A day specified to celebrate the environment. April 22 has been coined as “Earth Day” since 1970. Promoting the ideas of ecology, respecting earth and showing concern over pollution of the soil, air and water, Earth Day is now commemorated through outdoor performances, exhibits, street fairs, and tv programs based solely on environmental issues.
To junior Chance Wonder, Earth Day is a way to, “Contribute to a healthy earth so our future generations will have a clean and healthy place to live.” Starting in elementary school, students learn to appreciate nature and learn ways to protect our environment. Between ‘earthly’ quizzes and planting trees, children are educated about our “Mother Earth” and how to care for it.
Senior Kenzie Schmitt says, “Earth day means a lot to me because it's all we have to nourish us, cultivate us, & sustain us. Without earth we wouldn't survive.” To keep the earth safe, many acts and laws have been put into place including the Clean Air Act, the Clean Water Act, and the Endangered Species Act. These and many more help to sustain a clean, healthy environment.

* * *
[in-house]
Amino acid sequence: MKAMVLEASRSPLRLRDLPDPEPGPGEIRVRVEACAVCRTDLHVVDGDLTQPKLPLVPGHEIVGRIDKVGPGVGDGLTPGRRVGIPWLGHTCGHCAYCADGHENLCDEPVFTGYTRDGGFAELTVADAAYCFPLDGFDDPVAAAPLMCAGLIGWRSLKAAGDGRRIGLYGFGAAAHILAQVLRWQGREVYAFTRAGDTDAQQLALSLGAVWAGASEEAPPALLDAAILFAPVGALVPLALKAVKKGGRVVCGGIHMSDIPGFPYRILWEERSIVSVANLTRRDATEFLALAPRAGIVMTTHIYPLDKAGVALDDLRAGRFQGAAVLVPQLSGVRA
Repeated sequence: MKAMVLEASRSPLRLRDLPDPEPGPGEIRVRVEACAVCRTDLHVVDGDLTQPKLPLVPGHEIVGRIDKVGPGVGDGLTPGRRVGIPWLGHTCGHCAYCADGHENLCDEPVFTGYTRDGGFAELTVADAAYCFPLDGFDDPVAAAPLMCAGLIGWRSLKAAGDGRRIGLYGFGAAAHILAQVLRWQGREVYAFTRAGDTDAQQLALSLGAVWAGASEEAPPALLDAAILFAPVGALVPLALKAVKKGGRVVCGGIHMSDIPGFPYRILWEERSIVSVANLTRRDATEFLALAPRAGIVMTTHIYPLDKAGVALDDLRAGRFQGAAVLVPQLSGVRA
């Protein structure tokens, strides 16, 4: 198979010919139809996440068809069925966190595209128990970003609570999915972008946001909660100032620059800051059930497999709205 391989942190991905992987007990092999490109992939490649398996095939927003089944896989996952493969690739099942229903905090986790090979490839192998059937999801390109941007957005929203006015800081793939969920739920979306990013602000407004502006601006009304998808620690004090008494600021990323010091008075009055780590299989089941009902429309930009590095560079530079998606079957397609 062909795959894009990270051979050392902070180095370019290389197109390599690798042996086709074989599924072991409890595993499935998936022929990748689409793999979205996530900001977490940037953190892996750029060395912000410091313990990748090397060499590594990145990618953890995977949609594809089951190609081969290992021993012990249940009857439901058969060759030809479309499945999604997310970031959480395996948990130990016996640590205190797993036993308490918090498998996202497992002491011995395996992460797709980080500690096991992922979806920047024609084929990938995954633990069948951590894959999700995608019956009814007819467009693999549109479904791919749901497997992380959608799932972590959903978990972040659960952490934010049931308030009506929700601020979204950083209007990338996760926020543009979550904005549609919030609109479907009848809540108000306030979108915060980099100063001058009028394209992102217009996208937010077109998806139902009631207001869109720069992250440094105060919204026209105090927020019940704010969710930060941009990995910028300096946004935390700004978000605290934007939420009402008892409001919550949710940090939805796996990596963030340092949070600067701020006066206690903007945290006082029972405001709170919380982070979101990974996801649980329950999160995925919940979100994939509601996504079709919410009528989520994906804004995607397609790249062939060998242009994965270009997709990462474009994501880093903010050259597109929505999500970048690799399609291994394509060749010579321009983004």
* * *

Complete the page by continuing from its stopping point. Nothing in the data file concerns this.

“It's super important that we take time all year to take care of our Earth. Earth Day is a great way to spread the message to people that we all need to reduce the damage we've been causing our planet for so long because we only have one” sophomore Kelsey Horn says about the importance of Earth Day. Many things make an impact on the destruction of the earth. A big factor is the littering we as humans do everyday and the landfills being filled by our garbage daily.
Fostering the idea of saving the earth is the ideology of Earth Day. Plant a tree, pick up the garbage on the side of the road; stand outside and breathe in the air that we are given everyday and remember there is only one earth, and it’s our job as its inhabitants to keep it clean and to protect it.